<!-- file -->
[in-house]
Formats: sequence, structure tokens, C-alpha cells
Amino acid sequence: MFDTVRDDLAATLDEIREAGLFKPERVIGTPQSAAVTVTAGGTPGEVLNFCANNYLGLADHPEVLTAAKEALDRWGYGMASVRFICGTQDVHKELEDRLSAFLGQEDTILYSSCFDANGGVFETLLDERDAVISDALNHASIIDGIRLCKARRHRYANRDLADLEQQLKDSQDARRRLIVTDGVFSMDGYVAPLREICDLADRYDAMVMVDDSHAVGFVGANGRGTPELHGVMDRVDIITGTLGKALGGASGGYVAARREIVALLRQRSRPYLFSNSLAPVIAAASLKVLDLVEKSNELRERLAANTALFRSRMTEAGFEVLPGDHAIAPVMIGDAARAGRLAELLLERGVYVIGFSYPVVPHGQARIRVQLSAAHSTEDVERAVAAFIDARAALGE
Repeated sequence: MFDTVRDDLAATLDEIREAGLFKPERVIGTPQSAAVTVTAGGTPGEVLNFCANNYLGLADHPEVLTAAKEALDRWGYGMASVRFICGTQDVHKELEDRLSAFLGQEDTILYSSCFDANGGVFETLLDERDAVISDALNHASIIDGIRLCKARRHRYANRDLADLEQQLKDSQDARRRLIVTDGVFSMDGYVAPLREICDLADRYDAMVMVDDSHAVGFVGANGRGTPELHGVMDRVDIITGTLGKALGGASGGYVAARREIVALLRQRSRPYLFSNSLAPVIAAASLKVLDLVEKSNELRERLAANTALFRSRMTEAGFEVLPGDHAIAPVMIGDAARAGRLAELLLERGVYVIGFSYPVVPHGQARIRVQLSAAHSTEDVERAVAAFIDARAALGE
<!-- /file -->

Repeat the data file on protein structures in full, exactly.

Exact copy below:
[in-house]
Formats: sequence, structure tokens, C-alpha cells
Amino acid sequence: MFDTVRDDLAATLDEIREAGLFKPERVIGTPQSAAVTVTAGGTPGEVLNFCANNYLGLADHPEVLTAAKEALDRWGYGMASVRFICGTQDVHKELEDRLSAFLGQEDTILYSSCFDANGGVFETLLDERDAVISDALNHASIIDGIRLCKARRHRYANRDLADLEQQLKDSQDARRRLIVTDGVFSMDGYVAPLREICDLADRYDAMVMVDDSHAVGFVGANGRGTPELHGVMDRVDIITGTLGKALGGASGGYVAARREIVALLRQRSRPYLFSNSLAPVIAAASLKVLDLVEKSNELRERLAANTALFRSRMTEAGFEVLPGDHAIAPVMIGDAARAGRLAELLLERGVYVIGFSYPVVPHGQARIRVQLSAAHSTEDVERAVAAFIDARAALGE
Repeated sequence: MFDTVRDDLAATLDEIREAGLFKPERVIGTPQSAAVTVTAGGTPGEVLNFCANNYLGLADHPEVLTAAKEALDRWGYGMASVRFICGTQDVHKELEDRLSAFLGQEDTILYSSCFDANGGVFETLLDERDAVISDALNHASIIDGIRLCKARRHRYANRDLADLEQQLKDSQDARRRLIVTDGVFSMDGYVAPLREICDLADRYDAMVMVDDSHAVGFVGANGRGTPELHGVMDRVDIITGTLGKALGGASGGYVAARREIVALLRQRSRPYLFSNSLAPVIAAASLKVLDLVEKSNELRERLAANTALFRSRMTEAGFEVLPGDHAIAPVMIGDAARAGRLAELLLERGVYVIGFSYPVVPHGQARIRVQLSAAHSTEDVERAVAAFIDARAALGE